In the context of mounting concerns over the rapidly increasing national debt, the issue of tax revenue is frequently raised. Currently, revenue from federal taxes is at about 14.4% of GDP. Add in state and local taxes and this number rise to 24%. What does this mean in the broader international and historical context?
A 2011 report by the Tax Policy Center shows that US tax revenue as a share of GDP is at its lowest level since 1950. For deficit hawks, this would certainly seem to be an alarming figure. Similarly, the Heritage Foundation’s 2012 cross-country comparison of economic freedom reveals that the U.S. has a revenue to GDP ratio that is lower than almost every Europeans country, including those, such as Ireland, Spain and Greece, whose fiscal problems are obvious enough to have warranted a great deal of worry in financial markets across the globe.
But there is a question as to whether such comparisons are meaningful. Certainly tax revenue is an important factor to look at when setting fiscal policy, but the current method of measuring it against the size of the economy is not without its problems.
One potential concern with using the revenue to GDP ratio as a legislative target is that it leads to policy decisions that violate common sense. For example, a policy that would actually reduce GDP while holding revenue constant would increase the revenue to GDP ratio, but would also be unambiguously bad for the country as a whole. Conversely, a policy that would increase GDP by 5% and tax revenue by 3% might be criticized as harmful to the tax situation, despite the obvious benefits of high economic growth and increased revenue.
Historical revenue to GDP ratios mean little in the absence of proper context. Without also looking at a number of other factors such as growth rates and government spending, attempts to tie high ratios to economic prosperity are disingenuous, and it is a non sequitur to claim that, since federal tax revenue was 20% of GDP in the Clinton years, a similar ratio today would yield positive results.
International comparisons are also problematic. Factors such as labor and capital productivity may cause increases in GDP that outpace increases in tax revenue, particularly in larger, more developed countries like the United States. Additionally, the increase of waste and inefficiency that necessarily comes with larger populations, and by extension larger bureaucracy, may give small countries an advantage in terms of revenue to GDP that it not helpful for policy analysis.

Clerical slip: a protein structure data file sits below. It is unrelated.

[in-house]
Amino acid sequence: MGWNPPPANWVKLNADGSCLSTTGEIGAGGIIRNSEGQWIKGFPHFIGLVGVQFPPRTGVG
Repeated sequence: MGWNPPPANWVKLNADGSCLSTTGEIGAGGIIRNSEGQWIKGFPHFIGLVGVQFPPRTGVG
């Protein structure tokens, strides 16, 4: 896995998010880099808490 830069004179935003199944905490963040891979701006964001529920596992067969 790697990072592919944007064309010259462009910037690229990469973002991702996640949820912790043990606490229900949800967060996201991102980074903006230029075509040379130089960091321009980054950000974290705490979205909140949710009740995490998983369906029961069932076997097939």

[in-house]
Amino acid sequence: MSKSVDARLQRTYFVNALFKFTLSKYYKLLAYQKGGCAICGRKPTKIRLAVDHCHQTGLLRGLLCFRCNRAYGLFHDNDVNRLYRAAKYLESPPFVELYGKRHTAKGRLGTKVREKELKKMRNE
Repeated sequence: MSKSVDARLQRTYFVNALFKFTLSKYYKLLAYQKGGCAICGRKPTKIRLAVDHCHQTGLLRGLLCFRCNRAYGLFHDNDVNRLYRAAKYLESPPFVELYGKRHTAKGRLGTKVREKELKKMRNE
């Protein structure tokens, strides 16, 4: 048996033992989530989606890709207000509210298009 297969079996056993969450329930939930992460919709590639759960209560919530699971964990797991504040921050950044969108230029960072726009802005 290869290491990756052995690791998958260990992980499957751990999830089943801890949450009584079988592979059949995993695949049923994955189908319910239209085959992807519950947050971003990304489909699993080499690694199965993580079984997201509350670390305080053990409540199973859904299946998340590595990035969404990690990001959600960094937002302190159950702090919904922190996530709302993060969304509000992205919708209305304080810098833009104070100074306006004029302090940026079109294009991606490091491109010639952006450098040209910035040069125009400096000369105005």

Perhaps most importantly, measuring tax revenue based on the size of the economy gives no information whatsoever on the deficit situation or the ability to finance federal programs, the main fiscal issues with which we are supposedly concerned. It does no good to celebrate a high revenue to GDP ratio if the spending to GDP ratio is higher still. A brief glance a Greece’s economy makes this point abundantly clear. The most recent numbers put Greece’s revenue to GDP ratio at about 30%, significantly higher than the United States. However, that country also has a spending to GDP ratio of over 50%, hence their current fiscal difficulties.
It seems logical that in a political climate dominated by news of debt crises in Europe and unsustainable deficits at home, it makes more sense to measure tax revenues, not as a percentage of GDP, but as a percentage of federal spending. By focusing on this metric, we are able to observe similar historical trends (naturally the ratio will be higher in times of surplus than in times of deficit) while avoiding the potential for the types of counterintuitive policies described above.
By using a metric focused on spending rather than output, we can obtain a more accurate picture of how our fiscal situation compares to that of other countries and to our own past. For example, the revenue to spending ratio in the U.S. is currently about 57% percent, while the same ratio in Greece is only slightly better at 60%. Ireland comes in at a ratio of 58%, and Spain measures 63%.
By contrast, the countries that are doing well are the ones with higher tax revenue as a share of spending. Switzerland has a ratio of almost 90% despite a tax burden that is no higher than that of Greece, and China, which has often been noted for its high rate of economic growth, has a ratio of 76%. Finally Sweden, whose economy grew at an impressive rate of 4.4% last year, has a ratio of 84%.
We can also address the concerns about historical tax revenues. In 1950, a prosperous year and the last time revenues as a share of GDP were as low as they are today, revenues as a share of spending were an impressive 92%, and during the much lauded Clinton years, when the revenue to GDP ratio rose to 20%, the revenue to spending ratio was 104%. These numbers demonstrate that comparisons revenue to spending correlate more closely, across both time and space, with economic success than does the traditional revenue to GDP measure.
By adopting a revenue to spending ratio as our legislative target, it becomes easier to draw meaningful comparisons with other nations, as well as with our own history. The two sides may disagree on how to reduce the ballooning budget deficit, but through the use of an appropriate, common sense metric for analysis, we can ensure that the problem, at least, is clear and obvious to all, and minimize the risk of distracting legislation that fails to address the real issue.
 Office of Management and Budget Historical Tables.